Photo: Tamara Voninski
A decisive showdown looms this week between two factions battling for control of union representation of the merged foreign affairs and overseas aid departments in Canberra.
Members will be asked on Thursday to vote for a single leader of the Community and Public Sector Union at DFAT, the department that swallowed up AusAID last year, as the two opposing groups continue to exchange fire.
One of the left-leaning young turks from AusAID, who are challenging the more conservative DFAT delegates, accused the union hierarchy at foreign affairs of trying to arrange job losses so that former AusAID staff bore the brunt of the bloodletting.
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A sharp north-south divide has opened up in the merged department between workers at AusAID's old headquarters in Civic and DFAT's nerve centre at Barton's RG Casey Building.
Barbs have also been exchanged over the ''privileges'' of each group.
One DFAT Civic union activist, who wishes to remain anonymous, said there was deep distrust north of the lake for the Barton union ''cadre''.
''When DFAT Barton staff's objective is to ensure that redundancies fall solely within the subgroup of jobs from the newbies across the north side of the lake, those of us north side are not convinced of the effectiveness of the status quo,'' the AusAID staffer said.
Complaints have also broken out over working conditions and the age-old battleground for public servants who work overseas, the coveted plum posting, has also proven to be a flashpoint.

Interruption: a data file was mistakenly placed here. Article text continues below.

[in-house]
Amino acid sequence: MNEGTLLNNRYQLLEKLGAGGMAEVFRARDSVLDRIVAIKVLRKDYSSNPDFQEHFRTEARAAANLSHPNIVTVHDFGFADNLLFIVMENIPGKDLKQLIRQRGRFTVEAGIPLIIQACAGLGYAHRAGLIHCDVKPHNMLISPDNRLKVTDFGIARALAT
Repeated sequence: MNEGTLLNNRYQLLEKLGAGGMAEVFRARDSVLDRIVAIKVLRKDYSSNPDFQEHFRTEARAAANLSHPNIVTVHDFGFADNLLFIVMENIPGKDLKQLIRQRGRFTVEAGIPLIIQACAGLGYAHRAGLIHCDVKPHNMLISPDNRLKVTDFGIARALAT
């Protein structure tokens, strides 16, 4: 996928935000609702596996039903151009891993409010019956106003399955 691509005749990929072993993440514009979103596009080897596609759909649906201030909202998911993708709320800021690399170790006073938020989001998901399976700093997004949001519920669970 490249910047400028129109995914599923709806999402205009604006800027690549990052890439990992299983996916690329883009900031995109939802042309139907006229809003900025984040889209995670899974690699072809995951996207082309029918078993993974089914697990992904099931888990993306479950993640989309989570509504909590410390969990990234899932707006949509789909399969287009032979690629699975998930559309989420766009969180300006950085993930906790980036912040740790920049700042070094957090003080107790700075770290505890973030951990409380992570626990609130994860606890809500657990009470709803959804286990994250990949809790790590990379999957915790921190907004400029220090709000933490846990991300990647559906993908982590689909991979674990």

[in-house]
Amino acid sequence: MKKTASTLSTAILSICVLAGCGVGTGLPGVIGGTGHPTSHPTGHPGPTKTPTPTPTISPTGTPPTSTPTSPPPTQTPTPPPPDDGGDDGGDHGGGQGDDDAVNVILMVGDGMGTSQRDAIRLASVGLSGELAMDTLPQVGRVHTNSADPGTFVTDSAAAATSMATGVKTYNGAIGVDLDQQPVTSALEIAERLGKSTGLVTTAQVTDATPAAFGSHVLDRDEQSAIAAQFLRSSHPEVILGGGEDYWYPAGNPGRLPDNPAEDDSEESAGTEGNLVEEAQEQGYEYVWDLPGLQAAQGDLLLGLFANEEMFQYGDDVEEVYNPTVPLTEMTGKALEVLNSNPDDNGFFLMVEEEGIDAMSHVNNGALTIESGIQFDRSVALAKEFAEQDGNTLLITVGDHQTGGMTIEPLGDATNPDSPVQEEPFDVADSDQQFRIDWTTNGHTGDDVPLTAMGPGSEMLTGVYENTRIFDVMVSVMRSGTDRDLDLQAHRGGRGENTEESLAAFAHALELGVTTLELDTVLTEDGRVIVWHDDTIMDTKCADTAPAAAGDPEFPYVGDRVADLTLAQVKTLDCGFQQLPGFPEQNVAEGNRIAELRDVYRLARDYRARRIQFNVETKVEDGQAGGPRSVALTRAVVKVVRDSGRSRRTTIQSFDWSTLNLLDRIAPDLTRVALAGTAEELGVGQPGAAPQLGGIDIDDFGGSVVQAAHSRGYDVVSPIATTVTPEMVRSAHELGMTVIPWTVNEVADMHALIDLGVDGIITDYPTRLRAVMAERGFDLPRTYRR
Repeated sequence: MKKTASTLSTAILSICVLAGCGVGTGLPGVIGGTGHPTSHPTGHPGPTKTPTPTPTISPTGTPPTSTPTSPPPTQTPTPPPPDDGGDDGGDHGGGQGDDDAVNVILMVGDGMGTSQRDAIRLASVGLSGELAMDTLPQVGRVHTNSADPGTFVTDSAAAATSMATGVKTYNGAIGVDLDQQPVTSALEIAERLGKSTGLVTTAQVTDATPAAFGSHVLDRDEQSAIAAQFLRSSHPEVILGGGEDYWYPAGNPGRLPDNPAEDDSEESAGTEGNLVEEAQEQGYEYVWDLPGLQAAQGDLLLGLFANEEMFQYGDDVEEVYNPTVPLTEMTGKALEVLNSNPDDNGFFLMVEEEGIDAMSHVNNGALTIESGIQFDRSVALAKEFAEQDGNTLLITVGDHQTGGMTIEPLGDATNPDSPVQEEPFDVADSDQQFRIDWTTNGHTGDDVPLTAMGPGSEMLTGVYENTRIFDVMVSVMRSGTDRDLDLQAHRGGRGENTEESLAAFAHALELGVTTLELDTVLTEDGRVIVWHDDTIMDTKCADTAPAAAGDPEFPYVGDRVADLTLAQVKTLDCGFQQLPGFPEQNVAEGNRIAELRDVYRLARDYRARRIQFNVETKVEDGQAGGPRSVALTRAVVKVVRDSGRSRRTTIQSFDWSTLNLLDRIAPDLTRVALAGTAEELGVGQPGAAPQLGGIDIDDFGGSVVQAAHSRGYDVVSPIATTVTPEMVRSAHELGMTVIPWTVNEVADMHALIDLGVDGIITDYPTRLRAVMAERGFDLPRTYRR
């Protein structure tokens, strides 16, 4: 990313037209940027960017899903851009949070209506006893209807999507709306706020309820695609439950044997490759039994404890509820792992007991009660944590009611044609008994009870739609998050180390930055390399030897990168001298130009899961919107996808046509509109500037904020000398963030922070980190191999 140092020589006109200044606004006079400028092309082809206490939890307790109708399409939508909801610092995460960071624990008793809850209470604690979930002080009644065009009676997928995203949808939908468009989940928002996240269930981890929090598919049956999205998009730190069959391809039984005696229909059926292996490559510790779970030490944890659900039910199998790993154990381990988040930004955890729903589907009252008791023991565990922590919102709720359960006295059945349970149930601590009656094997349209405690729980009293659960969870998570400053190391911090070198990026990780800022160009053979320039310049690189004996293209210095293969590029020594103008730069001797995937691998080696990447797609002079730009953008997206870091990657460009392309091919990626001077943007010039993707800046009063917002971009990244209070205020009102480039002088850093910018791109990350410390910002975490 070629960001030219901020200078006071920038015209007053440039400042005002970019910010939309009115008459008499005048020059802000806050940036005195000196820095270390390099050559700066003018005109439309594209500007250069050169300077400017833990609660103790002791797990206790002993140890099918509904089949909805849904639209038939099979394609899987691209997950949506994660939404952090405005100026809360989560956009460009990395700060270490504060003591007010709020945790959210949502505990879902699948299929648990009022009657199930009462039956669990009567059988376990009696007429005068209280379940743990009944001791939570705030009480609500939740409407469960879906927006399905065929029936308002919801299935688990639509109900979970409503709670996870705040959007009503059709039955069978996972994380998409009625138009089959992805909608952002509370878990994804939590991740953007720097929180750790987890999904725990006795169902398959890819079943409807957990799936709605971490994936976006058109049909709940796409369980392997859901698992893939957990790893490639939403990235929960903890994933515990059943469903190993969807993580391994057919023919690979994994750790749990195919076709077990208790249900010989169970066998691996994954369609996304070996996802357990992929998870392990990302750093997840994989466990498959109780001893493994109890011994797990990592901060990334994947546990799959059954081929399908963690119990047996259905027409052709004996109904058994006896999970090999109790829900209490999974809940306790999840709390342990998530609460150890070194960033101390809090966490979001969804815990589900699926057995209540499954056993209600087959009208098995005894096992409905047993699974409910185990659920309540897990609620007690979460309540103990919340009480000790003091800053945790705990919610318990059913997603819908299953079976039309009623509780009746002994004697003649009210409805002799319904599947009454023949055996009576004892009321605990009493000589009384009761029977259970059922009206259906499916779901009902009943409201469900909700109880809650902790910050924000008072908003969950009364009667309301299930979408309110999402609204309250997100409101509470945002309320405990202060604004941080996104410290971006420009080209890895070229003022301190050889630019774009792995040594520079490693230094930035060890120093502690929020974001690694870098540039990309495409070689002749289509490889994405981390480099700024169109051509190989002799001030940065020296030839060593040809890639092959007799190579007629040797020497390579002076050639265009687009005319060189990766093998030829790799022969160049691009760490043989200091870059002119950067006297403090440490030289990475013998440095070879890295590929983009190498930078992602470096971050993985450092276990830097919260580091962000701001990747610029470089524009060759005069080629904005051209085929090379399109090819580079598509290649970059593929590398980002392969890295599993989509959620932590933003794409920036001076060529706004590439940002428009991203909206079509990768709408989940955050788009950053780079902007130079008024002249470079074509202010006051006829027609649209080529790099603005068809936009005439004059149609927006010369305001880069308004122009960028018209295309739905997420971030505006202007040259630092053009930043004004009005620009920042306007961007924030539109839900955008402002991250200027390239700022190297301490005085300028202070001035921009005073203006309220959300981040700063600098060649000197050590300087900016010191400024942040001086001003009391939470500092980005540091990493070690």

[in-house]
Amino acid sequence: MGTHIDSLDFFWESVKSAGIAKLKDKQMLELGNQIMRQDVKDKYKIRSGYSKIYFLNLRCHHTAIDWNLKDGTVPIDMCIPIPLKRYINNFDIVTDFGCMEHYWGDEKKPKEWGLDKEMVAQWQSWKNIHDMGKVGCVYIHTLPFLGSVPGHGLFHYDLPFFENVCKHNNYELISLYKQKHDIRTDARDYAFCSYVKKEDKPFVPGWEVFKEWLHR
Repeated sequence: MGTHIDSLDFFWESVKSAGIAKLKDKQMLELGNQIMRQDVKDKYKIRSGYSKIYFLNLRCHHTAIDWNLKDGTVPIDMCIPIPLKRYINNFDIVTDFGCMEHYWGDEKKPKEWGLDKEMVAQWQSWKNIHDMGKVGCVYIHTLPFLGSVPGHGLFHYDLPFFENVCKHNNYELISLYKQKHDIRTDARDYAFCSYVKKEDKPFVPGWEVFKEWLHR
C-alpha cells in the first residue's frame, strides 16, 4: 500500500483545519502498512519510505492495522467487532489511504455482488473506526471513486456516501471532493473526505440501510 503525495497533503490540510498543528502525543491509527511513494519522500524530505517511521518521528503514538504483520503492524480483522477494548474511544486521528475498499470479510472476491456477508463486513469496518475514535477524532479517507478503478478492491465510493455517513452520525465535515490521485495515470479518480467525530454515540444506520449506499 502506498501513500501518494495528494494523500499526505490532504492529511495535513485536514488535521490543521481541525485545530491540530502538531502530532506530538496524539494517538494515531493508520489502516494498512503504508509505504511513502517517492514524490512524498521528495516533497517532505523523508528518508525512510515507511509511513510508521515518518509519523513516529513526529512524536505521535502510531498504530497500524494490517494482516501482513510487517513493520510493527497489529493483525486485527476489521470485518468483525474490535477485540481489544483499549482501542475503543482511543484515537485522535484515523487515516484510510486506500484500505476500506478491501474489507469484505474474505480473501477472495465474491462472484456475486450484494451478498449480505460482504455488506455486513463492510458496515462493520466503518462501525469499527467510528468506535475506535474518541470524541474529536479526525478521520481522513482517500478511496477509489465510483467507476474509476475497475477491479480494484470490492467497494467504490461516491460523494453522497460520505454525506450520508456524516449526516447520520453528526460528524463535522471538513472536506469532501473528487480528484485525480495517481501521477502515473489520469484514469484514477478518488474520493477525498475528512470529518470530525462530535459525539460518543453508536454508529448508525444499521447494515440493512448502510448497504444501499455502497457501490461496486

''DFAT Barton, even at very senior levels, continues to complain about the 'better conditions' DFAT Civic staff enjoy, while they enjoy their own cafeteria, gym, childcare centre, and what remains of their free parking,'' the former AusAIDer said. ''While we worry about whether we will have a job, they voice concerns about AusAIDers stealing their opportunities for posting.''
But a DFAT veteran shot back, alleging that the AusAID delegates had a ''cosseted arrangement'' with the management of their abolished agency. The foreign affairs staffer pointed out that AusAID workers still enjoyed more generous maternity leave than their new colleagues and they could still claim their $400 annual ‘‘gym’’ allowance, which can be spent on fitness club membership or other health and fitness products or services.
The ballot of union members, which opens on Thursday and will run for a week, is expected to pit AusAID executive Siddhartha Chakrabarti against DFAT stalwart Christopher Lang.
The union’s ruling executive council will appoint the winner to the position of secretary of a new merged branch until fresh elections are held in 2015.
What they’re really fighting about
Free car parking (until July 1)
DFAT Civic ( formerly known as AusAID)
Gym allowance ($400pa)
18 weeks paid maternity leave